On July 11, 1988, a group of Democrats were waiting eagerly by their phones for the BIG one. Michael Dukakis was in Brookline, Mass., working over his short list and trying to decide which way to go for a vice president – and how to let Jesse Jackson down lightly. But that night as the candidates – Senators John Glenn, Bob Graham and Al Gore, and Reps. Lee Hamilton and Dick Gephardt – waited for the call, Lloyd Bentsen unplugged his phone and went to sleep.
Five years later, in January 1993, as the eager beavers of the Clinton administration gathered at Camp David to talk about policy, then-Treasury Secretary Bentsen was in the center of the discussion. But that evening, as the Cabinet was told that they needed to bond and the way to do it was to be all touchy feely and share secrets of their childhood, Lloyd Bentsen, then 72 and the oldest member of the Cabinet, excused himself and went to bed.
Those two anecdotes always summed up Bentsen for me: a supremely confident and reserved man who understood finance and power, and who did things on his own terms. His classic putdown of Dan Quayle as "no Jack Kennedy" in the 1988 vice-presidential debate was quintessential Bentsen – tough, direct, a bit condescending and devastating. Unfortunately for Bentsen, Quayle had the last laugh, but no has ever forgotten that line.
Bentsen had a lot of success in Texas politics beating such luminaries as liberal Ralph Yarborough and conservative Phil Gramm in Democratic primaries, and defeating Republican George H.W. Bush for U.S. Senate, but his brand of national politics was more suited to the back corridors of the Senate Finance Committee and boardrooms of Wall Street than to the rough and tumble of modern national campaigns. Despite a lot of friends in high places, his own presidential campaign never got off the ground. In 1976, the senator from Texas who knew the tax code caved to a peanut farmer from Georgia, Jimmy Carter, who understood the political climate. Tad Devine, Bentsen's campaign manager in that 1988 VP race, said dealing with Bentsen was different from any candidate he ever advised.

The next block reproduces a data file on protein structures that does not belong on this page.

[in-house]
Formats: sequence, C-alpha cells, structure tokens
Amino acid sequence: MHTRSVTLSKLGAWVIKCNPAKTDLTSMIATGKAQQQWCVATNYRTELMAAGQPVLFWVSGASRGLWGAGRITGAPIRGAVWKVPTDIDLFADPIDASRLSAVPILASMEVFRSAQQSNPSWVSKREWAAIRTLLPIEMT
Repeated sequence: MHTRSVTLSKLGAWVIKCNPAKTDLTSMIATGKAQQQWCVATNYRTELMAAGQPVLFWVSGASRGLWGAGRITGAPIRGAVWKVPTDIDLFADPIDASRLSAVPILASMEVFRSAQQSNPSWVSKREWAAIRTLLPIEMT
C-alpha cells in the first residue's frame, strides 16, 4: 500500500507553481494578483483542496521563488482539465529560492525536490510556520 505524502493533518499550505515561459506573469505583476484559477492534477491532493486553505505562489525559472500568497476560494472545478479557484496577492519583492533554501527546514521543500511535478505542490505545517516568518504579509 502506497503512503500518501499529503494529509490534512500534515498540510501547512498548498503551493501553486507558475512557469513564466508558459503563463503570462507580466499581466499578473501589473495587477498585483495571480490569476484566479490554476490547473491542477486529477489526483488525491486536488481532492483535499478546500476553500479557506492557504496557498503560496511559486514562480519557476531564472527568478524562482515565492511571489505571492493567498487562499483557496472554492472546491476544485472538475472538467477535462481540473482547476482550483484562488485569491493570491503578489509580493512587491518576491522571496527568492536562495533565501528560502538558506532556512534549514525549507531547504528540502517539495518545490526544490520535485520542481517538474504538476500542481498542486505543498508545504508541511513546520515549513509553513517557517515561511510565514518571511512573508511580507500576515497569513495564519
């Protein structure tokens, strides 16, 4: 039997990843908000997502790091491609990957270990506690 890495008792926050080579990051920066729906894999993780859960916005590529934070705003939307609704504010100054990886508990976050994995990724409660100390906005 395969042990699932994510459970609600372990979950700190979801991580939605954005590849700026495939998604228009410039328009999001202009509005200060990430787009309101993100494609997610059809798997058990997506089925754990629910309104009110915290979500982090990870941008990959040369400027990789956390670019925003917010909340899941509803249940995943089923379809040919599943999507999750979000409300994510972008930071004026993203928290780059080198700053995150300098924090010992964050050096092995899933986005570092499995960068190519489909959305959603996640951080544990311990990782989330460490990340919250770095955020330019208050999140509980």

Instead of insisting on a place at the table to hash out policy and strategy, Devine recalls that Bentsen would invite the staff to lunch often at his home. His wife B.A. would be there, they would all eat and then the staff would present what the campaign wanted him to do. He would accept or reject each part and then "we would get on with business. It was so civilized," Devine recalled wistfully.
Bentsen, who many Democratic insiders turned to when Clinton's campaign faltered in early 1992, accepted Clinton's offer to become his Secretary of the Treasury. He used his credibility in the financial world to help get the Clinton economic policy adopted. But he was never stylistically close to the Big Chill folks and after two years decided to go back to Texas and turn the job over to Bob Rubin.
In 1999, when Clinton awarded Bentsen the Medal of Freedom, he credited him with spurring the economic recovery and recalled that Bentsen was a "Texas farmhand by the age of six, a bomber pilot by 21, a congressman by 27, an immensely successful businessman by 35" who "saw and did more in his youth than most see and do in an entire lifetime."
But most political aficionados will remember that by 35 he was also a friend of Jack Kennedy's.